Drowning risks to epileptic children: a study from Hawaii.Br Med J 1978; 2 doi: https://doi.org/10.1136/bmj.2.6147.1284 (Published 04 November 1978) Cite this as: Br Med J 1978;2:1284
- J Pearn,
- R Bart,
- R Yamaoka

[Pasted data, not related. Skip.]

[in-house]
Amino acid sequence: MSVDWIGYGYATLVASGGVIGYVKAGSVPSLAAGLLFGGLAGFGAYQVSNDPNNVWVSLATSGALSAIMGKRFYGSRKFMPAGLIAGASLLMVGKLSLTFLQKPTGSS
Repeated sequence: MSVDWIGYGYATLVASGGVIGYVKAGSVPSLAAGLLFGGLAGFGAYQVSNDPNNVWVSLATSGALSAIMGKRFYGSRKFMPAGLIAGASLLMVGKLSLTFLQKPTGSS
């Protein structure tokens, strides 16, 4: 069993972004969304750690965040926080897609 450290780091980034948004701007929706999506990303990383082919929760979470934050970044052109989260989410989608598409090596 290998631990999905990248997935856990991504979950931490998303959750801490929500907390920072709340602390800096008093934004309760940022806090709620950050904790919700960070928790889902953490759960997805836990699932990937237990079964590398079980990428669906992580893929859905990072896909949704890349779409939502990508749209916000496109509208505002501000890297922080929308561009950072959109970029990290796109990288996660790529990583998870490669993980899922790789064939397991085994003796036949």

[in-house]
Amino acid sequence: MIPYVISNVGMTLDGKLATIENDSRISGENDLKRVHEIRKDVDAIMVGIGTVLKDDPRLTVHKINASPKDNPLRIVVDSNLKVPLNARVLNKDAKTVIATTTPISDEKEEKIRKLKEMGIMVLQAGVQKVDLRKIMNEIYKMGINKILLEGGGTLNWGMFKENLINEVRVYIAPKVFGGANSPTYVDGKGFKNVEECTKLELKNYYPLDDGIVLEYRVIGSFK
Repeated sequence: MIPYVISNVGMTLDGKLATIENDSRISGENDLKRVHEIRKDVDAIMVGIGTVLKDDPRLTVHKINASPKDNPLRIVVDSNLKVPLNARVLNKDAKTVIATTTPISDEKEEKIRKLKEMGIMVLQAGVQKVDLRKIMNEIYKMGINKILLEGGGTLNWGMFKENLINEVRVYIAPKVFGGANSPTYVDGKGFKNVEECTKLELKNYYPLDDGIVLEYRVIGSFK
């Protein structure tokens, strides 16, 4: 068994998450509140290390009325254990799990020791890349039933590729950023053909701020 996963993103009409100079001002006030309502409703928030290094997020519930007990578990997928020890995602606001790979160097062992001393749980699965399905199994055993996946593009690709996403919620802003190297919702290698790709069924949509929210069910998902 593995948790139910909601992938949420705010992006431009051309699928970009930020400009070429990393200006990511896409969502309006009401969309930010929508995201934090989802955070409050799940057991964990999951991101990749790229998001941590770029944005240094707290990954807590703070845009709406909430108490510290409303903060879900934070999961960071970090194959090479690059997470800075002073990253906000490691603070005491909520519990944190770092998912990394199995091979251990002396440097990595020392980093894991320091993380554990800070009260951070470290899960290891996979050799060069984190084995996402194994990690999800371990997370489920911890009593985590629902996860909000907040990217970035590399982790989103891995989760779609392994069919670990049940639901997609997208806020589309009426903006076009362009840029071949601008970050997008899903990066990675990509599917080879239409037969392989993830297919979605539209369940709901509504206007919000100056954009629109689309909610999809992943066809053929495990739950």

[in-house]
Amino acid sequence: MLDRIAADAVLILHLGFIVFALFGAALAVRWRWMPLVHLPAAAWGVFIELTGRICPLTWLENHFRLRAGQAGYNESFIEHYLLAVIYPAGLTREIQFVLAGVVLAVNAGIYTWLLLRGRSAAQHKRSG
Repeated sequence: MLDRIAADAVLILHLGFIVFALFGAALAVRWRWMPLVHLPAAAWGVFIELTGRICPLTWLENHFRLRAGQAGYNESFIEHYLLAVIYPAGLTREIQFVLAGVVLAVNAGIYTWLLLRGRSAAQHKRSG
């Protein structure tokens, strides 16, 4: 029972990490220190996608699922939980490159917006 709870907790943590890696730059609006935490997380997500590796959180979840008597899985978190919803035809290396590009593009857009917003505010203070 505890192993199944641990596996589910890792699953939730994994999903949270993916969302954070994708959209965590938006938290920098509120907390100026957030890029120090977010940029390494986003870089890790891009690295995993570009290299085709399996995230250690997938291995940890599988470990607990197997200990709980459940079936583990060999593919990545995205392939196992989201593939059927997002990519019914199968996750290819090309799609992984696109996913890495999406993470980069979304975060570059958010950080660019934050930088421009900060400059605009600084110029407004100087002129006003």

The role of epileptiform seizures in causing drowning and near-drowning among children was studied by examining the case reports of all 140 childhood immersion accidents that occurred in an area of Hawaii over five years. Four of the 140 immersion accidents were caused partly by epileptiform seizures, but none were fatal. The combined results of the Hawaiian and Brisbane studies (total population studied over five years 1 600 000) showed that no epileptic children died from accidents in the sea or in swimming pools; and the 2.9% incidence of immersion accidents due to seizures in the Hawaiian study compares well with the incidence found in other series. If an epileptic child is mentally normal, well controlled with anticonvulsants, and supervised in the water then the risk of drowning is very small.